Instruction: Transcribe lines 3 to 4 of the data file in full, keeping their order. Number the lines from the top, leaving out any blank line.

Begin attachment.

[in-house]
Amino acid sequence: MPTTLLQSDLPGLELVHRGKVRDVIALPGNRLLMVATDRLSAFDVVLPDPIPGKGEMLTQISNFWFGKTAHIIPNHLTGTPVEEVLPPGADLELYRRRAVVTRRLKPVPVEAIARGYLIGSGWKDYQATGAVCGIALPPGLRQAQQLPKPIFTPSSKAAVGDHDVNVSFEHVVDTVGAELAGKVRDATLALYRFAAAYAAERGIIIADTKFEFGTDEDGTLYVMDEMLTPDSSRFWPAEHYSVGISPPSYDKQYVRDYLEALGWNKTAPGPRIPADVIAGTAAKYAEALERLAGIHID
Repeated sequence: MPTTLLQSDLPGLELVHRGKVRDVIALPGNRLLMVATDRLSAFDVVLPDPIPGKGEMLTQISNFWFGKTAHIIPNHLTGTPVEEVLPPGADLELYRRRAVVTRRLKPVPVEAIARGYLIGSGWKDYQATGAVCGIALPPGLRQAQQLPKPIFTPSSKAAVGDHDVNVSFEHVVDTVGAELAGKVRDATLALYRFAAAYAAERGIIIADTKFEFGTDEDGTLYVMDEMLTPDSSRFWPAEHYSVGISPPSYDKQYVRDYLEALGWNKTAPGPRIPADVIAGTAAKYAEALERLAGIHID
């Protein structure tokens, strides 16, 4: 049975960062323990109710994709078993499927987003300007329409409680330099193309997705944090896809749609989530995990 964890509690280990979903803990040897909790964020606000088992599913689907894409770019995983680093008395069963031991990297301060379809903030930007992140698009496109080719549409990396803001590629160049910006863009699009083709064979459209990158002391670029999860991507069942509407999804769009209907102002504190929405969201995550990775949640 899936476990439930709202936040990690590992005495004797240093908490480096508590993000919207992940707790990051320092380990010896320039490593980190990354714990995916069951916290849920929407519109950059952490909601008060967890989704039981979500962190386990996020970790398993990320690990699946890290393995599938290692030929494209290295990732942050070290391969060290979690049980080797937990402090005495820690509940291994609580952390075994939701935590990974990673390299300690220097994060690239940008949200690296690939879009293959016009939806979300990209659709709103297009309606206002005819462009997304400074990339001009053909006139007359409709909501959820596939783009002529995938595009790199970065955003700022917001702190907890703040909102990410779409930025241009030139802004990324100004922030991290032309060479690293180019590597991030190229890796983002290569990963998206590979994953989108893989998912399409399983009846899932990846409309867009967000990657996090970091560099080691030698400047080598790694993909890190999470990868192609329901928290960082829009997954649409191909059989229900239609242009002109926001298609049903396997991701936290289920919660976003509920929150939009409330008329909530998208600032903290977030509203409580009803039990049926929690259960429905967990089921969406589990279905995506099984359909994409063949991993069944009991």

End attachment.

Repeated sequence: MPTTLLQSDLPGLELVHRGKVRDVIALPGNRLLMVATDRLSAFDVVLPDPIPGKGEMLTQISNFWFGKTAHIIPNHLTGTPVEEVLPPGADLELYRRRAVVTRRLKPVPVEAIARGYLIGSGWKDYQATGAVCGIALPPGLRQAQQLPKPIFTPSSKAAVGDHDVNVSFEHVVDTVGAELAGKVRDATLALYRFAAAYAAERGIIIADTKFEFGTDEDGTLYVMDEMLTPDSSRFWPAEHYSVGISPPSYDKQYVRDYLEALGWNKTAPGPRIPADVIAGTAAKYAEALERLAGIHID
């Protein structure tokens, strides 16, 4: 049975960062323990109710994709078993499927987003300007329409409680330099193309997705944090896809749609989530995990 964890509690280990979903803990040897909790964020606000088992599913689907894409770019995983680093008395069963031991990297301060379809903030930007992140698009496109080719549409990396803001590629160049910006863009699009083709064979459209990158002391670029999860991507069942509407999804769009209907102002504190929405969201995550990775949640 899936476990439930709202936040990690590992005495004797240093908490480096508590993000919207992940707790990051320092380990010896320039490593980190990354714990995916069951916290849920929407519109950059952490909601008060967890989704039981979500962190386990996020970790398993990320690990699946890290393995599938290692030929494209290295990732942050070290391969060290979690049980080797937990402090005495820690509940291994609580952390075994939701935590990974990673390299300690220097994060690239940008949200690296690939879009293959016009939806979300990209659709709103297009309606206002005819462009997304400074990339001009053909006139007359409709909501959820596939783009002529995938595009790199970065955003700022917001702190907890703040909102990410779409930025241009030139802004990324100004922030991290032309060479690293180019590597991030190229890796983002290569990963998206590979994953989108893989998912399409399983009846899932990846409309867009967000990657996090970091560099080691030698400047080598790694993909890190999470990868192609329901928290960082829009997954649409191909059989229900239609242009002109926001298609049903396997991701936290289920919660976003509920929150939009409330008329909530998208600032903290977030509203409580009803039990049926929690259960429905967990089921969406589990279905995506099984359909994409063949991993069944009991």